Del. Eleanor Holmes Norton

District of Columbia Del. Eleanor Holmes Norton on Jan. 6 was once again denied the right to a floor vote in the House of Representatives by that chamber’s Republican majority.

However, Norton said she will not cease to fight for the right of equal representation for D.C. citizens.

“We intend to use every available opportunity to build toward the equal citizenship rights for D.C. that come with D.C. statehood,” Norton said in a press release.  “Today’s crude abuse of power must drive our determination for a vote that cannot be eliminated and for a status fully equal to our fellow citizens.”

Norton presented a motion opposing a GOP rules package for this 114th Congress which barred her and other non-voting Congressional from casting floor votes in certain situations.  The motion was denied in a vote of 230-160, split along party lines. Similar motions by Norton to allow delegates to vote failed early in the 112th and 113th Congresses as well.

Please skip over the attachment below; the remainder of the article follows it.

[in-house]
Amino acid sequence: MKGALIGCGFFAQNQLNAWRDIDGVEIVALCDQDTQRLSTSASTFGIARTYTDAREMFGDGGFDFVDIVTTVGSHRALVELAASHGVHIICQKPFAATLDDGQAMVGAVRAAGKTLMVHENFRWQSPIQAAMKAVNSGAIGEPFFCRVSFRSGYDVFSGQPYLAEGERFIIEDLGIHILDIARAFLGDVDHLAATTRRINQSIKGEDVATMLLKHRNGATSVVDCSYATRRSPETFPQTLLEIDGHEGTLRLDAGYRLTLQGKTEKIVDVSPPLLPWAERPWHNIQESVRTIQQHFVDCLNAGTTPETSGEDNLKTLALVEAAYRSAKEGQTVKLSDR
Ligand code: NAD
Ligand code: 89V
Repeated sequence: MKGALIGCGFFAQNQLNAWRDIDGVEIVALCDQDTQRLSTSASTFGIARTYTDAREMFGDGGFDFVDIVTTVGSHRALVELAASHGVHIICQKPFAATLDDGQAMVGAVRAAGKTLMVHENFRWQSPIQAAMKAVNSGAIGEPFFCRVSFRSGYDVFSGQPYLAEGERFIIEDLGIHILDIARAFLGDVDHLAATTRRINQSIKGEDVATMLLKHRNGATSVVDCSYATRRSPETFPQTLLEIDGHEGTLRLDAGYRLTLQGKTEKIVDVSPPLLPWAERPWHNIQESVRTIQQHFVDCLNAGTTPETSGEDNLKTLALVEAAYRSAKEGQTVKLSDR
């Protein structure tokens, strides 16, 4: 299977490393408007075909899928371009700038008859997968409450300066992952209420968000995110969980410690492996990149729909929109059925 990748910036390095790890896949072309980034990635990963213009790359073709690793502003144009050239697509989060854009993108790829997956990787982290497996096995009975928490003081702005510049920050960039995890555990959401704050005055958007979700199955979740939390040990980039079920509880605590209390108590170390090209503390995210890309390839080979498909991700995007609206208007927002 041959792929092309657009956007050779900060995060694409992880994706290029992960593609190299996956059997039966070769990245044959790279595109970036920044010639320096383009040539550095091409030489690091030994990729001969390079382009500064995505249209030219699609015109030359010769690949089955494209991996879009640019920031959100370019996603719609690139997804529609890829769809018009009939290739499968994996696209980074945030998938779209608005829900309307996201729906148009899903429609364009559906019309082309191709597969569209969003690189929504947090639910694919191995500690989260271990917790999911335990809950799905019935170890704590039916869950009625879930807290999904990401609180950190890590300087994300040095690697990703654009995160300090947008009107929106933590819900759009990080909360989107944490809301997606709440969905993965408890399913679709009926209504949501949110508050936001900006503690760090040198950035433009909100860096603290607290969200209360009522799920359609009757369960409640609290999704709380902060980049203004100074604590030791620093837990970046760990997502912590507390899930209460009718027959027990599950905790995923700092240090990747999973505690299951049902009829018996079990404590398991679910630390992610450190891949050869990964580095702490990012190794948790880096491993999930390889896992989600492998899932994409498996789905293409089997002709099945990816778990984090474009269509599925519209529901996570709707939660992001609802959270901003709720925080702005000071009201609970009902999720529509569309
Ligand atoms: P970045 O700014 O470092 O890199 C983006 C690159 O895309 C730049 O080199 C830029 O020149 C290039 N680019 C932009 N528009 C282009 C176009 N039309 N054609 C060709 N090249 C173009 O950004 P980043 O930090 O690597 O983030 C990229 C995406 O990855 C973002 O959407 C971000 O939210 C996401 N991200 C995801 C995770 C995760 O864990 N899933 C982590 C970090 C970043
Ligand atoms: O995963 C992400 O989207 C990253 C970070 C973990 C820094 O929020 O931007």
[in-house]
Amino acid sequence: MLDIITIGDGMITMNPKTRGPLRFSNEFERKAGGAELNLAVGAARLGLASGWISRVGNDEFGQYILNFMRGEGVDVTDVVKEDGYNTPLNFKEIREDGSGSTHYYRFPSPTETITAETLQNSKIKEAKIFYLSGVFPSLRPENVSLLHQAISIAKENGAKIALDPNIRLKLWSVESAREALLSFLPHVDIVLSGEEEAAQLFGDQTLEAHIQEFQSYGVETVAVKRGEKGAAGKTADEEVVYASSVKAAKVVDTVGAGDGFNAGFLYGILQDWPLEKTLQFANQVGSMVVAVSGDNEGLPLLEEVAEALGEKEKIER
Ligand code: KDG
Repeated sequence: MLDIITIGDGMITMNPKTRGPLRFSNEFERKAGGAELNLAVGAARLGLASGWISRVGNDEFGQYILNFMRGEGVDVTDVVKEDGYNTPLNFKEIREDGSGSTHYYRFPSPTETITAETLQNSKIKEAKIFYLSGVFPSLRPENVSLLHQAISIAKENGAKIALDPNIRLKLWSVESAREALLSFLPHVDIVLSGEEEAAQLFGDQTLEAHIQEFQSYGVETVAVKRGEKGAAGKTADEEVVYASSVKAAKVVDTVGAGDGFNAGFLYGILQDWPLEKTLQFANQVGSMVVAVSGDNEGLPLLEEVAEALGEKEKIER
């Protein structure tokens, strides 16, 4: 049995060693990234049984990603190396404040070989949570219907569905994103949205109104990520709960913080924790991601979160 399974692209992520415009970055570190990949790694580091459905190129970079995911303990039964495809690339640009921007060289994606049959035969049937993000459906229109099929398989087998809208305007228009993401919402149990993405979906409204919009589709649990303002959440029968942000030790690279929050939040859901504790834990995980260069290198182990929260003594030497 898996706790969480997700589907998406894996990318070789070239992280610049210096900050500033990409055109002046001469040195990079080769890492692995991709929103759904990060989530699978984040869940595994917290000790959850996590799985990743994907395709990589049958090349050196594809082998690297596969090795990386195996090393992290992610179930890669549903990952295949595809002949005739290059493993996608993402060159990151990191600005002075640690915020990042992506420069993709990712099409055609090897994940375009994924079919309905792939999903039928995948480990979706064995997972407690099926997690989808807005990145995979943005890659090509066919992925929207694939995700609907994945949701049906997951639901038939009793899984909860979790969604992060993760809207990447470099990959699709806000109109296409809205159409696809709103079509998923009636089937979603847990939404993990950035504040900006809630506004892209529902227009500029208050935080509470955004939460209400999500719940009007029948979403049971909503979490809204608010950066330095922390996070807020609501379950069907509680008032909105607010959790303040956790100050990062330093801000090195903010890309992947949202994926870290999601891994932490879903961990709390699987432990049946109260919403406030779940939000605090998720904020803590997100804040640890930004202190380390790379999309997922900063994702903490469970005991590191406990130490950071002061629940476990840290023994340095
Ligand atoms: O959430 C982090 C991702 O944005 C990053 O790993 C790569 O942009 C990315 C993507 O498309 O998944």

While a Delegate’s right to vote on the House floor was declared constitutional in 1993 by a federal district court and again in 1994 by a federal appeals court, each congressional session is given the choice to accept or deny the motion. Delegates currently have voting privileges within small committees.

Norton has long been in favor of the delegate vote, winning the right to vote on the House floor in the Democrat-controlled 103rd, 110th and 111th Congresses.

According to Norton’s aide and a press release, Norton did not expect for the motion to pass, but made the motion to officially, and by a recorded vote, protest the elimination of voting rights for taxpayers residing in D.C. She also intended to alert the public of the second-class treatment of residents by the Republican majority.

Leading up to the vote, Norton was joined by new D.C. Mayor Muriel Bowser, and the former director of the D.C. Department of Veterans Affairs, Kerwin Miller, in a press conference on Jan. 5 to emphasize the District’s right to vote. She also received support from House Minority Leader Nancy Pelosi (D-Calif.) prior to the vote.